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Malaysia records best economic growth in two years
2017/5/27 11:05:46 Source:Xinhua

KUALA LUMPUR, May 19 (Xinhua) -- The Malaysian economy in the first quarter of 2017 expanded 5.6 percent year-on-year, its best in two years since the first quarter of 2015, beating expectations and forecasts.

At a press briefing on Friday morning, Bank Negara Malaysia (BNM) governor Muhammad bin Ibrahim told reporters that the higher-than-expected result was supported by strong consumption and investment, public sector spending and higher exports.

Malaysia's economic growth in the last quarter of 2016 stood at 4.5 percent. BNM said in March it expected economic growth for the whole year to be between 4.3 and 4.8 percent, but the Q1 results gave it reasons to be more optimistic.

"Amid further improvement in the global economy, the Malaysia economy remains on track to register improved performance in 2017," said Muhammad.

Given the strong start, Kuala Lumpur-based UOB Bank economist Julia Goh said she is upgrading her full-year GDP forecast to the upper end of BNM range.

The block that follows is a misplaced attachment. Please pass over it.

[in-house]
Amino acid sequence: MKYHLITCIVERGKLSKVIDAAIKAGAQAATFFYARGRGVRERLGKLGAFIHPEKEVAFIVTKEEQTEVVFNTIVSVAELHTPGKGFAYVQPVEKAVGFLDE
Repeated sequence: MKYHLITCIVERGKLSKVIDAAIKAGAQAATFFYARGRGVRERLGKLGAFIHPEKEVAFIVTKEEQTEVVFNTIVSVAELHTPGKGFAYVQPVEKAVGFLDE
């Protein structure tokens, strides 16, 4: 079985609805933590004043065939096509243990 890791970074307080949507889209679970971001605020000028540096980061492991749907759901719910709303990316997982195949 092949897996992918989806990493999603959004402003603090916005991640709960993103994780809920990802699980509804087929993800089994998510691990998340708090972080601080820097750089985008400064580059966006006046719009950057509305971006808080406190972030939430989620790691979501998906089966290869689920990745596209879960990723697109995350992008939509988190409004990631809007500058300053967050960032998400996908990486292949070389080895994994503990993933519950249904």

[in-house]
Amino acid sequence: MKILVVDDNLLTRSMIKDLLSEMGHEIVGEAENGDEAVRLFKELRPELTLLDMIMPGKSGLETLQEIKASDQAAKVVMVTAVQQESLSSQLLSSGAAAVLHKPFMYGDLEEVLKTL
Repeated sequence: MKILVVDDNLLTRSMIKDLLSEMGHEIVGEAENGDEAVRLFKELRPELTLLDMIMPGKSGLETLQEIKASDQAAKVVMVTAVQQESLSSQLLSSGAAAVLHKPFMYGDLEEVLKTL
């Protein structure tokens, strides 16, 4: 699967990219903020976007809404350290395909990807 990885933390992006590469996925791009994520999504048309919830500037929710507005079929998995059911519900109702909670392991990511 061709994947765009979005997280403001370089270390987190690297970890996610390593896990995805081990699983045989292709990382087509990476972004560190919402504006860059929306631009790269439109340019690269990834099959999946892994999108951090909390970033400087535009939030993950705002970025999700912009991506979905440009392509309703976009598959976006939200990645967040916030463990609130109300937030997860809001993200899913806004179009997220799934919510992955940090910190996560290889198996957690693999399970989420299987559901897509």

"Despite concerns of sluggish consumer sentiment and rising price pressures, private consumption is held up by positive wage growth and expanding employment. Business sentiment turned more upbeat in first quarter amid strengthened export orders and resilient manufacturing," she told Xinhua in an email.

RHB Research Institute chief economist Lim Chee Sing is also upgrading the research house's GDP growth forecasts to 4.8 percent this year and 5 percent next year, from 4.5 percent and 4.7 percent respectively, due to his anticipation of the normalization in export growth in the second half. Malaysia's exports in February and March jumped 26.5 percent and 24.1 percent year-on-year respectively.

"Export was strong in the first quarter, this will have spill over effect to domestic demand over time," Lim told Xinhua over the phone.

But the governor also listed several challenges faced by the Southeast Asian nation, including uncertainties in policies, rising geopolitical risks around the globe, protectionism and trade barriers.

"The reason why I am concerned about these is because Malaysia is a very open economy, around 40 percent of our economy is open globally. So what happens in social, geopolitical sphere will affect us," he said.

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